Devin Kelly is the author of In This Quiet Church of Night, I Say Amen (Civil Coping Mechanisms) and the co-host of the Dead Rabbits Reading Series. He is the winner of a Best of the Net Prize, and his writing has appeared or is forthcoming in The Guardian, LitHub, Catapult, DIAGRAM, Redivider, and more. He lives and teaches high school in New York City.
Here’s Quick Temper with Devin-
Why do you write?
I write because it is the only way I have been able to express my joy, my fear, my curiosity, my sadness in a way that feels alive to me, that opens the door to new questions, that makes me feel okay with how so much of what I feel is beyond the possibility of an answer. I write because so often the world asks for resolutions, and so often I have nothing to give, and that within the space of a poem, I can give myself permission to turn away from resolution, to offer myself to a new world that has nothing to offer but itself, and the whole wide infinite space of it. I don’t often feel at home in the world. I write to make a home.
Who do you hope reads your work?
I feel lucky if anyone reads it at all, and luckier and grateful still if anyone reads my work and says that they too do not feel at home in the world. If that happens, it’s like unknowingly inviting a friend into your home, sitting down with them, and having a conversation. There are few greater joys than that to me.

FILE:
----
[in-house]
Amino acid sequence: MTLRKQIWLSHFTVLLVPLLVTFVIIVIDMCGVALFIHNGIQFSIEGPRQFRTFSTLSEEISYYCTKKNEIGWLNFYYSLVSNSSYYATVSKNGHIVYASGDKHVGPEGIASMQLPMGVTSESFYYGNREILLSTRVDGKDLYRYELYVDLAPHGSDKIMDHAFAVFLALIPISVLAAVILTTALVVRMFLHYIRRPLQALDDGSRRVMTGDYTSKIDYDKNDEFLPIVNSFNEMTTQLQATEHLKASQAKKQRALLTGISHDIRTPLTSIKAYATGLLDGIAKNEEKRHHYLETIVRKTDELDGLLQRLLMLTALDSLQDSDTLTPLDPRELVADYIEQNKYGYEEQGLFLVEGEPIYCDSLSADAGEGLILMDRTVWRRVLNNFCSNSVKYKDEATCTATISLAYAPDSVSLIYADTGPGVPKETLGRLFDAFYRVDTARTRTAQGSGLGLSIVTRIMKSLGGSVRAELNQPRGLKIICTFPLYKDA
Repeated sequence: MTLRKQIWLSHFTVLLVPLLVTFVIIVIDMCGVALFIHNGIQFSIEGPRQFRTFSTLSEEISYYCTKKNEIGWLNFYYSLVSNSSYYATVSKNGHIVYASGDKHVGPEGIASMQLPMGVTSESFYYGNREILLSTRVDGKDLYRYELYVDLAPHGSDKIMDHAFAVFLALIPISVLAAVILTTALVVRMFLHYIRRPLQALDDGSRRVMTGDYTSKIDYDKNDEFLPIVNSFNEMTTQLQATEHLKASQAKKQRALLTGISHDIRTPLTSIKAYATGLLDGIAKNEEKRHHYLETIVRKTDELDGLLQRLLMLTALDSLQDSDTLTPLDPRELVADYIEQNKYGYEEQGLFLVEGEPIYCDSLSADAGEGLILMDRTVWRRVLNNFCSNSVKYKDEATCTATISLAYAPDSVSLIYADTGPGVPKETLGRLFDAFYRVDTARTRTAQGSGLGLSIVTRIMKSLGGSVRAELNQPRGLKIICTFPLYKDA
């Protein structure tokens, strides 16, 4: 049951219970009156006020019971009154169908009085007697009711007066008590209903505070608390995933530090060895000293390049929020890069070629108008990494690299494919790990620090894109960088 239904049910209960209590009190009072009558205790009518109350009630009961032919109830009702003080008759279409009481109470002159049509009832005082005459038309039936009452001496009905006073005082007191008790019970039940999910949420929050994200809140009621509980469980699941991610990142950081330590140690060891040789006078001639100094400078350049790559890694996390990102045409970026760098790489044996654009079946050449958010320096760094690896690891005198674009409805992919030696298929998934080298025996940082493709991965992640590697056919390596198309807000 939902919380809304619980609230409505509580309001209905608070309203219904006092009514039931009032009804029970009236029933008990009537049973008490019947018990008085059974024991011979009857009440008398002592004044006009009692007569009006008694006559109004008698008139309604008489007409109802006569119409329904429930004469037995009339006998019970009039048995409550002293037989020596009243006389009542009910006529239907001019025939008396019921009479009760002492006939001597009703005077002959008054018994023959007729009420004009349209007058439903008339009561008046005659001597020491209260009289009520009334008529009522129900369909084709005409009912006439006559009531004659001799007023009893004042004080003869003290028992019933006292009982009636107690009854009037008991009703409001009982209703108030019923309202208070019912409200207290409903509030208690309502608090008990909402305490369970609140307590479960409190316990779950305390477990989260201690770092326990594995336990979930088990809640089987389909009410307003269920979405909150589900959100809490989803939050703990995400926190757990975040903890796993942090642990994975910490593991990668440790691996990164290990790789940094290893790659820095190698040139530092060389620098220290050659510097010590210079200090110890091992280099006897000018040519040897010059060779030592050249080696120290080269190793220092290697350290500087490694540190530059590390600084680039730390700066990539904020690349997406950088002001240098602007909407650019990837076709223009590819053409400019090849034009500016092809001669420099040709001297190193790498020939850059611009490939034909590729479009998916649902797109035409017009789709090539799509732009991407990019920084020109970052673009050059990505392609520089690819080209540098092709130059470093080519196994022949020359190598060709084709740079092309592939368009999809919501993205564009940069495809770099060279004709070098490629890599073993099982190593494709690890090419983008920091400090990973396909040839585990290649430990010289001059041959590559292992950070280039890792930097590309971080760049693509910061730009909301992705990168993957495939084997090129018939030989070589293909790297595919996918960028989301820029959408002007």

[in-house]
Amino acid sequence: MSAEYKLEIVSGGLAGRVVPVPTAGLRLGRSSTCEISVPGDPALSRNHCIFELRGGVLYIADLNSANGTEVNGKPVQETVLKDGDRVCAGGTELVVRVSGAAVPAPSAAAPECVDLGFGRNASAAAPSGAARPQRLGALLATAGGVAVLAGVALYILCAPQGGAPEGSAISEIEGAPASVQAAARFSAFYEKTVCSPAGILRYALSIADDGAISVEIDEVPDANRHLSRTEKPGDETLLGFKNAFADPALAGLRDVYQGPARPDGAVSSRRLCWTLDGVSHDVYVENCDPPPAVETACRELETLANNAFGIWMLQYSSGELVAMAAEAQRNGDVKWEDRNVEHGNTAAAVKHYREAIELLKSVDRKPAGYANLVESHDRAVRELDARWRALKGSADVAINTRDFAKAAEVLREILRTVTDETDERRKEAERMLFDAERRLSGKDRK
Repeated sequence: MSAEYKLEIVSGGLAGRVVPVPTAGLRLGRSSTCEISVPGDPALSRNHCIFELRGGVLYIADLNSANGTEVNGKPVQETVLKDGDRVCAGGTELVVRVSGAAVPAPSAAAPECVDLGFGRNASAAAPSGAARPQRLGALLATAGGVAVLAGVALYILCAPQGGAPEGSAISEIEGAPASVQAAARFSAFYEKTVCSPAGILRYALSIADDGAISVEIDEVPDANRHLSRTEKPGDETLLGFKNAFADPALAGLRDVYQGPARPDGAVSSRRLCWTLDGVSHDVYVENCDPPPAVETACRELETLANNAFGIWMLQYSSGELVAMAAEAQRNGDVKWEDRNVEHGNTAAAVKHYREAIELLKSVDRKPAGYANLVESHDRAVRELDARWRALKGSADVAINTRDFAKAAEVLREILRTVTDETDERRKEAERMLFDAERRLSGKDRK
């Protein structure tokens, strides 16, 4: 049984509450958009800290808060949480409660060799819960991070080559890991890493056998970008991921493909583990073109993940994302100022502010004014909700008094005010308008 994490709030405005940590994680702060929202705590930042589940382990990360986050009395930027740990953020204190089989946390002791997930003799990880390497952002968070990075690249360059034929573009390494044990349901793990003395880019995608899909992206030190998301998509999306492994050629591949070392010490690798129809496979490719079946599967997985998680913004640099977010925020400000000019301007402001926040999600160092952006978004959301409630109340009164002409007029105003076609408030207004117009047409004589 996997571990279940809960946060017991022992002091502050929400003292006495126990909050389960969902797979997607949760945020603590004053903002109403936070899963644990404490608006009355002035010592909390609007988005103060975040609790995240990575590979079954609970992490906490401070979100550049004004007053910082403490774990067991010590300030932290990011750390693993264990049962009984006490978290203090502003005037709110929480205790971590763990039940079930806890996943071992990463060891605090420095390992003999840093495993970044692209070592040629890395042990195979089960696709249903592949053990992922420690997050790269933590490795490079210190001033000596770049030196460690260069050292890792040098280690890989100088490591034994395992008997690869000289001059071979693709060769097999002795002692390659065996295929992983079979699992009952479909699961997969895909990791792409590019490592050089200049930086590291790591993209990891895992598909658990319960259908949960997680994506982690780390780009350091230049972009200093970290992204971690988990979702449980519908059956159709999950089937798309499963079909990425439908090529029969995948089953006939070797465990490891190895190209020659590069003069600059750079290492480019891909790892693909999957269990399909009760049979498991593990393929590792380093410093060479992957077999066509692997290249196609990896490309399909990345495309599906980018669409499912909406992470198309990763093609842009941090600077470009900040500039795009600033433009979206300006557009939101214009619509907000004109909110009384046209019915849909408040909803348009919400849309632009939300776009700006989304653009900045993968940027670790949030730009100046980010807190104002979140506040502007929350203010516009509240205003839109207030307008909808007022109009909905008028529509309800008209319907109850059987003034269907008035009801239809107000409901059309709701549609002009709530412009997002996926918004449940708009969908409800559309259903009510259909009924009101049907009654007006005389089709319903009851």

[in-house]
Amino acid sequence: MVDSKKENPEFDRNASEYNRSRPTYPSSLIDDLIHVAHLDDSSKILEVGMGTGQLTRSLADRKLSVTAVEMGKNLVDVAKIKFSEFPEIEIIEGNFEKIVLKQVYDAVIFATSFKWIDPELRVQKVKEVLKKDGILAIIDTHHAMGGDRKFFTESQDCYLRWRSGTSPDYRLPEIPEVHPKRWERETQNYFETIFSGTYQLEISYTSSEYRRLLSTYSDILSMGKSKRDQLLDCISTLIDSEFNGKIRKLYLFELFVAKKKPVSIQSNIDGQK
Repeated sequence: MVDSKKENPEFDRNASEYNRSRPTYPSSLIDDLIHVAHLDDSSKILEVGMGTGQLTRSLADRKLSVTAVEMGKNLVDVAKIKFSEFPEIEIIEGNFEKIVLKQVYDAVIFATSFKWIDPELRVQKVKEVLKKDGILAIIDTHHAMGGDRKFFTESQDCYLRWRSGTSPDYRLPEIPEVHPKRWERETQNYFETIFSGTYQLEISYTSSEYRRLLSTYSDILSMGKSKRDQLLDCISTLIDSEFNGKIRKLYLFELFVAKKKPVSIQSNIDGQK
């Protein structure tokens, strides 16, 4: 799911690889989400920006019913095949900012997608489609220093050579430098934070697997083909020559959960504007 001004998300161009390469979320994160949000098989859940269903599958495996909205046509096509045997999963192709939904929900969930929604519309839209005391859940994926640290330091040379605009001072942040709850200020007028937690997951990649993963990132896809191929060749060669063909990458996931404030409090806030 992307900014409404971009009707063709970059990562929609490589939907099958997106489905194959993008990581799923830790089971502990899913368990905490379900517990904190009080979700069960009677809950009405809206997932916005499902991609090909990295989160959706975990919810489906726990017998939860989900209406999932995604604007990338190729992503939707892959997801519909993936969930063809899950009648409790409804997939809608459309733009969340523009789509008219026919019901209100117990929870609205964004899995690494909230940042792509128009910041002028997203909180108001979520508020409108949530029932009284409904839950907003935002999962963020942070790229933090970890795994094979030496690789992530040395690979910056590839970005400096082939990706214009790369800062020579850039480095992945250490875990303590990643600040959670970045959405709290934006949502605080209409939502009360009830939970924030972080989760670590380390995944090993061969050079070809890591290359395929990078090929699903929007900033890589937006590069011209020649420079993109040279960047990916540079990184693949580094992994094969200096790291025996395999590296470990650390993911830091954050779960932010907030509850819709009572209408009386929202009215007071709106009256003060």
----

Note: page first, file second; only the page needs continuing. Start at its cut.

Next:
Where does the anger in your work come from? How does it manifest?
That’s a tough question! I don’t feel like a particularly angry writer, though at times I harbor a great deal of anger as a person — toward the world, the systems and structures of our country, the evil of others that often manifests itself as carelessness even when it is supremely calculated. I think a lot of my writing is not necessarily writing against the anger of these things, but is an attempt at writing into that anger with gratitude and curiosity. I think some people can, quite beautifully and powerfully, manifest their anger into something somewhere beyond meaningful. I, however, feel like I need to manifest whatever else I’m feeling in order to create a space within my anger for some kind of permission, some kind of home. It’s like how the photographer Garry Winogrand writes: “Photography is about finding out what can happen in the frame. When you put four edges around some facts, you change those facts.” Anger is there for me, but I am putting my edges around something else.
Angry book recommendations for angry readers?
Shane McCrae’s In the Language of My Captor. Lynn Melnick’s Landscape with Sex and Violence. Terrance Hayes’ How to Be Drawn. Leslie Harrison’s The Book of Endings. Ariel Francisco’s All My Heroes Are Broke. Carlie Hoffman’s debut collection, Alaska, coming out in a year or so. Keegan Lester can write a damn angry poem — I’m thinking of his poem “You Appalachian, Reappropriating, Asshole Poets.”